Schools paying higher ransoms and seeing longer closures, according to survey of parents on K-12 ransomware at their children's schools.

Ransomware attacks show continued rise in K-12 schools

Schools paying higher ransoms and seeing longer closures, according to survey of parents

More parents report experiencing ransomware attacks on their children’s schools, according to new data from Kaspersky. This year, 14 percent of American parents experienced ransomware attacks on their children’s K-12 schools while their child was a student, an increase from 9 percent last year.

Among schools that paid a ransom to their attackers, parents reported an average ransom of $887,360. In 2021, the average was just $375,311. The Ransomware Attacks on K-12 Schools report revealed a number of other findings related to parents’ experiences with these incidents.

In October 2022, Kaspersky surveyed 2,000 parents of school-age children in the United States to find out about their experiences with ransomware attacks on schools. The results are compared to a previous report that posed the same questions to a similar group of parents in October 2021, as well as to an earlier report in June 2021 asking parents more generally about cyberattacks on schools.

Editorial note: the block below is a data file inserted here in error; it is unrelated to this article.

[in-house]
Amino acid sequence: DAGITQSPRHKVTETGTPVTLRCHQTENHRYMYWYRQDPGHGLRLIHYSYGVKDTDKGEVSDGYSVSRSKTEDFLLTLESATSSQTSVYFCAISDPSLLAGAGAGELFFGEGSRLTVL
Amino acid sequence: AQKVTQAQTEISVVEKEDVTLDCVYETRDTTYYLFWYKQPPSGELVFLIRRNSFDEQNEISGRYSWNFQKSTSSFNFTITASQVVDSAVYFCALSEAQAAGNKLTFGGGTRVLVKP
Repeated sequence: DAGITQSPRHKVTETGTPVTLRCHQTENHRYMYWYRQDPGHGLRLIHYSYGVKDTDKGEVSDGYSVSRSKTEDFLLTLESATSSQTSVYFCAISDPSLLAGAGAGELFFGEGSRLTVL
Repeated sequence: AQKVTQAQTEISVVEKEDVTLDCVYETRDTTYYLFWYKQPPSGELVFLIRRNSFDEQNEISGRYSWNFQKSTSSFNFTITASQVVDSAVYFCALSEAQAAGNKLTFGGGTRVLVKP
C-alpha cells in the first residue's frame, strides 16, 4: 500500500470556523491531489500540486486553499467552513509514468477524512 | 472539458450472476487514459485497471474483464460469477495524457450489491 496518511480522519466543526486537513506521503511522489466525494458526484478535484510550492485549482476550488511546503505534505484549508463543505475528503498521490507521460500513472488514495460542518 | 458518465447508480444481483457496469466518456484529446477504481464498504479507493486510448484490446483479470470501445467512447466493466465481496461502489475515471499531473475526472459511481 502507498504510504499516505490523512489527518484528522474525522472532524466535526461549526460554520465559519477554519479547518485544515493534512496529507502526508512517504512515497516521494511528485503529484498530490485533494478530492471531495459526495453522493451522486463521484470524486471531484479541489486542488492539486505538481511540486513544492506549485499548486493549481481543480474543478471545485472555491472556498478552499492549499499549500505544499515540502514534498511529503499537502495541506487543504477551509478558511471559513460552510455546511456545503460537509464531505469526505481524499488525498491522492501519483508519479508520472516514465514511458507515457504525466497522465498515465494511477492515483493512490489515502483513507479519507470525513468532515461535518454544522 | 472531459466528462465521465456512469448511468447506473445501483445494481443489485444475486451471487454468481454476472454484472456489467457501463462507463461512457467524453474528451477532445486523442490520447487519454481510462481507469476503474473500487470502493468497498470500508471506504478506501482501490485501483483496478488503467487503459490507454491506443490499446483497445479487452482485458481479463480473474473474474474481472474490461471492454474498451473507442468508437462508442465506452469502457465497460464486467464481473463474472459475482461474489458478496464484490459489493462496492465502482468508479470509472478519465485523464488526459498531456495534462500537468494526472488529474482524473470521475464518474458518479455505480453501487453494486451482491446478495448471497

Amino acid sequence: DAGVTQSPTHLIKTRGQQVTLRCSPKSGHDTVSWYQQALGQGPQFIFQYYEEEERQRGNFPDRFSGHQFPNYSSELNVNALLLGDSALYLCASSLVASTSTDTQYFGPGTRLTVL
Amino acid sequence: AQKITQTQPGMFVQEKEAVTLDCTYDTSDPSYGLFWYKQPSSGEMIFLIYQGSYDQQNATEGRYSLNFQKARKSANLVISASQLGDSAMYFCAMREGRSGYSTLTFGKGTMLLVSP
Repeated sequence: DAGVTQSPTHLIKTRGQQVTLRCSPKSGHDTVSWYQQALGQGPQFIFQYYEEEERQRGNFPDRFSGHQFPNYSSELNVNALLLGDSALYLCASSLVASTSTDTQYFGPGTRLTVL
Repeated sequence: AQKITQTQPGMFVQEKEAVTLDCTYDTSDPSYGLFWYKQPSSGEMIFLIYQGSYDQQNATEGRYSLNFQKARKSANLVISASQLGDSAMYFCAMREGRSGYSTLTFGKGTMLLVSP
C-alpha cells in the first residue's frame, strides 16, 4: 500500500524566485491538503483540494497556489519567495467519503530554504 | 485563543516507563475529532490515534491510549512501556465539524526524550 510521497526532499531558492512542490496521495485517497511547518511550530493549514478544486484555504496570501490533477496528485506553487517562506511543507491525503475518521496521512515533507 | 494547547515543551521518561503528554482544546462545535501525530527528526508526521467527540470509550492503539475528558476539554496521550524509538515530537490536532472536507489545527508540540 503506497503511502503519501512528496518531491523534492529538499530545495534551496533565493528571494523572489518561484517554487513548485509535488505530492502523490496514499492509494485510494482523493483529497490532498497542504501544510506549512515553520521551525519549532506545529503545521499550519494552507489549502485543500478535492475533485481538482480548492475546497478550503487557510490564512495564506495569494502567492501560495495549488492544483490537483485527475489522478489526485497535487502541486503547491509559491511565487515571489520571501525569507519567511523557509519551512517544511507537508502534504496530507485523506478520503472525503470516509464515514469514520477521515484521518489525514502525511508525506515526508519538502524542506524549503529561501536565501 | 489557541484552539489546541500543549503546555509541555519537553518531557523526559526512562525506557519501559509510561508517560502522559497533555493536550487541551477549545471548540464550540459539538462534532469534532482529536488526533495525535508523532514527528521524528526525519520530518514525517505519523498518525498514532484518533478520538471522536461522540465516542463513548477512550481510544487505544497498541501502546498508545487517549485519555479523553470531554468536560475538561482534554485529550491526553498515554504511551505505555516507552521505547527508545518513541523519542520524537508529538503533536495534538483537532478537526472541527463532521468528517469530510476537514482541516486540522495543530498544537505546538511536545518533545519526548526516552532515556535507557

According to the survey results, a growing number of schools are opting to pay a ransom to their attackers, in order to restore their systems. In October 2021, 71% of parents who had experienced an attack said their school paid a ransom. This time, that figure rose to 76%, although 14% said their school didn’t pay, which was about the same as last time, while a shrinking percentage didn’t know. Ten percent of parents reporting an attack said the district paid a ransom of more than $1 million; up from 3.7% in 2021.

The rate of attacks on schools may still be rising. Forty-four percent of parents who have experienced an attack said it happened either last summer (2022) or during this school year – which is only partway over – compared to 42% who said it happened last school year (2021-2022) or the previous summer (2021). Fifteen percent said it happened during the 2020-2021 school year or earlier.

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Laura Ascione

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